"The Internet has allowed for unparalleled freedom of expression. But many countries are working hard to limit what their citizens can say and read in cyberspace. Nowhere has a government worked harder to corral the Internet than China, where the consequences of breaking the rules can lead to prison or even death. Ronald Deibert has travelled extensively in China and other countries where the Internet is controlled. Deibert is associate professor of political science at the University of Toronto, and a researcher with the OpenNet Initiative, a group that studies Internet censorship around the globe."
Full story - American Public Media Audio (Real Audio)
Submitted by Anonymous, Mon May 16 11:49:26 EDT 2005

China blocks anti-Japan websites
"China has blocked several anti-Japanese websites during the week-long May Day holidays in an apparent move to quash another wave of demonstrations, activists have said. Internet websites and chatrooms last month called for massive, nationwide demonstrations against Japan on May 4, following a series of large protests in several cities in April."
Full story - The Age
Submitted by Anonymous, Tue May 3 12:10:28 EDT 2005

Big brother takes over for mom and dad
"Warning to kids: Big Brother and Big Nanny are watching you. Two decades after Tipper Gore knocked rock lyrics, lawmakers, parents and software designers are still thinking up new ways to protect kids from sex-and-violence entertainment... Last week President Bush signed a law that will make it easier for parents to have DVD players equipped with a filter that can skip over inappropriate scenes. In the Senate, Alaska Republican Ted Stevens is warning cable TV operators to clean up their act -- and provide family-friendly channels -- or watch Congress do it for them."
Full story - Potomac News
Submitted by Anonymous, Sun May 1 15:40:46 EDT 2005

Broadcasters vow to draft voluntary decency code
"As public and legislative support grows for a crackdown on indecent TV programming, broadcasters are working to develop tough voluntary guidelines they hope will stall eventual government regulation, industry officials said yesterday. A task force of broadcasters is set to deliver a report this summer that will include a series of measures to reduce profanity, "wardrobe malfunctions" and other indecent content from making it to the airwaves."
Full story - FirstAmendmentCenter
Submitted by Anonymous, Fri Apr 22 07:49:27 EDT 2005

TV decency rules show partisan split
"Tough-minded conservatives and Hollywood-friendly liberals have markedly different opinions about sex, violence and indecency on television, a Pew Research Center poll shows."
Full story - Washington Times
Submitted by Anonymous, Thu Apr 21 01:16:10 EDT 2005

Congress legalizes DVD censorship
"It will soon become legal to alter a motion picture so long as all the sex, profanity, and violence have been edited out, thanks to a bill called the Family Movie Act, an attachment to the Family Entertainment and Copyright Act approved Tuesday by the House. The Senate has already passed its own version, and the President is expected to sign it."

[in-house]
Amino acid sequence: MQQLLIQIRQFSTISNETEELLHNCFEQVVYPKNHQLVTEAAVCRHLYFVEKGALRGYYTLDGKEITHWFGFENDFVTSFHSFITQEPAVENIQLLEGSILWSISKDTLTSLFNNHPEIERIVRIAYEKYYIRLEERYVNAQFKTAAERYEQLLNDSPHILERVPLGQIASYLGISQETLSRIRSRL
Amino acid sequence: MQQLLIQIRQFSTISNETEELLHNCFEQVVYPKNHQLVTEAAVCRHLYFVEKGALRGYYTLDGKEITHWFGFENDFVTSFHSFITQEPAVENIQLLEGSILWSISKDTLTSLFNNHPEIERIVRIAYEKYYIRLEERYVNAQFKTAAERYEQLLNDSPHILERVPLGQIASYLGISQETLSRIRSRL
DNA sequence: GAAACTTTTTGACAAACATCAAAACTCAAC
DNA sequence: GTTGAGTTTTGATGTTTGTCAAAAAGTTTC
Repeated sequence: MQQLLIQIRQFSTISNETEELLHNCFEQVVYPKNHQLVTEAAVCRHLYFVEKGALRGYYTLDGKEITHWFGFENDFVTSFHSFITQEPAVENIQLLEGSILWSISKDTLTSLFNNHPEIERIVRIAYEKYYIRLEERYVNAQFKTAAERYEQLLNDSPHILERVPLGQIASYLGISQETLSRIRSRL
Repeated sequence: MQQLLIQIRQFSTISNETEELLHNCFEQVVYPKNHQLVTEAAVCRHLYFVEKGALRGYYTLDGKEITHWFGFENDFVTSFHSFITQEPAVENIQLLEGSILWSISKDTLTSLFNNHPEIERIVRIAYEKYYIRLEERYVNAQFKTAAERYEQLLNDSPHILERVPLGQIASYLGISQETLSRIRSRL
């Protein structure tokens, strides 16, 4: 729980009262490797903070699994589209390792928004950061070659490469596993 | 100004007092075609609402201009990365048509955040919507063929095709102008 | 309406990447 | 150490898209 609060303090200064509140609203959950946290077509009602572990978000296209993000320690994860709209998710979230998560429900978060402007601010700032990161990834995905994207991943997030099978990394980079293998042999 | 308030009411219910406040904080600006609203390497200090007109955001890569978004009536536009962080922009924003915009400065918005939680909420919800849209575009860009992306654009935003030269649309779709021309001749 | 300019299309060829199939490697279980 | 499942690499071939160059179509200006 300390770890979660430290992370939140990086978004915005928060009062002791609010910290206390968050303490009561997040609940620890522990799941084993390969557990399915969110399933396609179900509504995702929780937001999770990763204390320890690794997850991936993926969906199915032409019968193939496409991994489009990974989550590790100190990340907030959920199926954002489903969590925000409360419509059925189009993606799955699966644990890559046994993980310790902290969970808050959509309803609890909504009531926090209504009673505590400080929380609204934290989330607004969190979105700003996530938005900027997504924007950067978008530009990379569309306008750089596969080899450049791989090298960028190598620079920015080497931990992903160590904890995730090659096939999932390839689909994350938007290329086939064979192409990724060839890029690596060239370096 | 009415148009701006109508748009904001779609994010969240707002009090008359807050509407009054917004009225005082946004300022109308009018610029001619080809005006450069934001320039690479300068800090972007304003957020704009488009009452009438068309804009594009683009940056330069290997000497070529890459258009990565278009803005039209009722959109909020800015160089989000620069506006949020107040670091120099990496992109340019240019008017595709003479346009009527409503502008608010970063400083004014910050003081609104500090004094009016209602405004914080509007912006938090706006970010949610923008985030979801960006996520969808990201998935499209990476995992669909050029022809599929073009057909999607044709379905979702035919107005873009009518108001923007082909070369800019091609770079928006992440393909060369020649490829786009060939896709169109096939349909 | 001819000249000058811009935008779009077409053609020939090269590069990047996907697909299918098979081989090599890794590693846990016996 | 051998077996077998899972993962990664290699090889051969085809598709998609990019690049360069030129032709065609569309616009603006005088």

Full story - The Register
Submitted by Anonymous, Thu Apr 21 01:10:04 EDT 2005

Bush given anti-smut bill
"Fledgling technology that helps parents prevent children from watching movie scenes depicting sex, violence or foul language won new legal protections Tuesday under a bill Congress is sending to U.S. President George W. Bush. The Family Entertainment and Copyright Act would assure manufacturers of DVD players and other devices using such technology they would not be violating copyrights of the Hollywood producers of movies."
Full story - Globe and Mail
Submitted by Anonymous, Wed Apr 20 09:05:34 EDT 2005

Vote due today on bill to let parents skip DVD content
"A bill that would allow parents to use technology to shield their children from offensive movie content will go to the full House of Representatives for approval today, Rep. Lamar Smith said. The Family Movie Act would permit the use of a device, incorporated in a DVD player, that would enable parents to skip or silence objectionable material without violating copyright law."
Full story - MySA
Submitted by Anonymous, Tue Apr 19 07:43:19 EDT 2005

Study finds Chinese Internet filters sophisticated
"The Chinese government has become increasingly sophisticated at controlling the Internet, taking a multilayered approach that contributes to precision in blocking political dissent, a report released Thursday finds. The precision means that China's filters can block just specific references to Tibetan independence without blocking all references to Tibet. Likewise, the government is effective at limiting discussions about Falun Gong, the Dalai Lama, Tiananmen Square and other topics deemed sensitive, the study from the OpenNet Initiative finds."
Full story -
Submitted by Anonymous, Thu Apr 14 13:46:37 EDT 2005

Web Censors In China Find Success
"The Chinese government is succeeding in broadly censoring what its citizens can read on the Internet, surprising many experts and denting U.S. government hopes that online access would be a quick catalyst for democratic political reform."
Full story -
Submitted by Anonymous, Thu Apr 14 07:42:51 EDT 2005

Surrendering our choices to a sense of decency (commentary)
"For 14 years, Channel 7 in Buffalo, N.Y., provided an invaluable service for its audience. The station allowed volunteers for the Niagara Frontier Radio Reading Service for the Blind to read periodicals and books for the blind over its secondary audio feed. That was until earlier this year when one listener complained about a word heard during the reading of Tom Wolfe's new novel, I Am Charlotte Simmons."
Full story - FirstAmendmentCenter
Submitted by Anonymous, Sun Apr 10 10:24:53 EDT 2005